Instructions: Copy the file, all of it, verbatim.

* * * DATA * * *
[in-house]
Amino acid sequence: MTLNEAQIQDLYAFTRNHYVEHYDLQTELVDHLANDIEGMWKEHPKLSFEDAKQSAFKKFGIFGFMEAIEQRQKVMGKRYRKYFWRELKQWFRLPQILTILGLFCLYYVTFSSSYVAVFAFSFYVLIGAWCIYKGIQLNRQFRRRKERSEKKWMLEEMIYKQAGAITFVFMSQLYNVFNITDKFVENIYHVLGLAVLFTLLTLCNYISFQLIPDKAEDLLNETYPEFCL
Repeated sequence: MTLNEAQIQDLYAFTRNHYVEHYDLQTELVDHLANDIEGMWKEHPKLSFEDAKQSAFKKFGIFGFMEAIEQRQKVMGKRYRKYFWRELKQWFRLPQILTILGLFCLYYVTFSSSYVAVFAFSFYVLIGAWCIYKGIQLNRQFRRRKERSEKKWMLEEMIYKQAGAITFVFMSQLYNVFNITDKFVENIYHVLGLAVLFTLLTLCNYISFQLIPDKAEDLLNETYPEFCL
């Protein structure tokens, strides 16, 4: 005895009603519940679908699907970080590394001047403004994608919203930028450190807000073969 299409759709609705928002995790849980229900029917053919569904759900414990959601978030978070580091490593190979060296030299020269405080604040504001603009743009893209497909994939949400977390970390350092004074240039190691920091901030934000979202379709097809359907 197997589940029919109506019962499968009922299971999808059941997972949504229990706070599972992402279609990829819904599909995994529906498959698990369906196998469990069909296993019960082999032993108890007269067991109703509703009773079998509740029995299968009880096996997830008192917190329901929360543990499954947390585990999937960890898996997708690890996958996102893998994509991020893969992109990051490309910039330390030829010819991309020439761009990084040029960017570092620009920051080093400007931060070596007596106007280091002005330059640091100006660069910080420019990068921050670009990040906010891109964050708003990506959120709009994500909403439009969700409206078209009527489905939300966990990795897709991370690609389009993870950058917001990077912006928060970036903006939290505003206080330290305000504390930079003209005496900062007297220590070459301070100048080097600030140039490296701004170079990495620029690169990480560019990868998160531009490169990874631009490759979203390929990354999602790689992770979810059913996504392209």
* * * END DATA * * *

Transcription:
[in-house]
Amino acid sequence: MTLNEAQIQDLYAFTRNHYVEHYDLQTELVDHLANDIEGMWKEHPKLSFEDAKQSAFKKFGIFGFMEAIEQRQKVMGKRYRKYFWRELKQWFRLPQILTILGLFCLYYVTFSSSYVAVFAFSFYVLIGAWCIYKGIQLNRQFRRRKERSEKKWMLEEMIYKQAGAITFVFMSQLYNVFNITDKFVENIYHVLGLAVLFTLLTLCNYISFQLIPDKAEDLLNETYPEFCL
Repeated sequence: MTLNEAQIQDLYAFTRNHYVEHYDLQTELVDHLANDIEGMWKEHPKLSFEDAKQSAFKKFGIFGFMEAIEQRQKVMGKRYRKYFWRELKQWFRLPQILTILGLFCLYYVTFSSSYVAVFAFSFYVLIGAWCIYKGIQLNRQFRRRKERSEKKWMLEEMIYKQAGAITFVFMSQLYNVFNITDKFVENIYHVLGLAVLFTLLTLCNYISFQLIPDKAEDLLNETYPEFCL
């Protein structure tokens, strides 16, 4: 005895009603519940679908699907970080590394001047403004994608919203930028450190807000073969 299409759709609705928002995790849980229900029917053919569904759900414990959601978030978070580091490593190979060296030299020269405080604040504001603009743009893209497909994939949400977390970390350092004074240039190691920091901030934000979202379709097809359907 197997589940029919109506019962499968009922299971999808059941997972949504229990706070599972992402279609990829819904599909995994529906498959698990369906196998469990069909296993019960082999032993108890007269067991109703509703009773079998509740029995299968009880096996997830008192917190329901929360543990499954947390585990999937960890898996997708690890996958996102893998994509991020893969992109990051490309910039330390030829010819991309020439761009990084040029960017570092620009920051080093400007931060070596007596106007280091002005330059640091100006660069910080420019990068921050670009990040906010891109964050708003990506959120709009994500909403439009969700409206078209009527489905939300966990990795897709991370690609389009993870950058917001990077912006928060970036903006939290505003206080330290305000504390930079003209005496900062007297220590070459301070100048080097600030140039490296701004170079990495620029690169990480560019990868998160531009490169990874631009490759979203390929990354999602790689992770979810059913996504392209």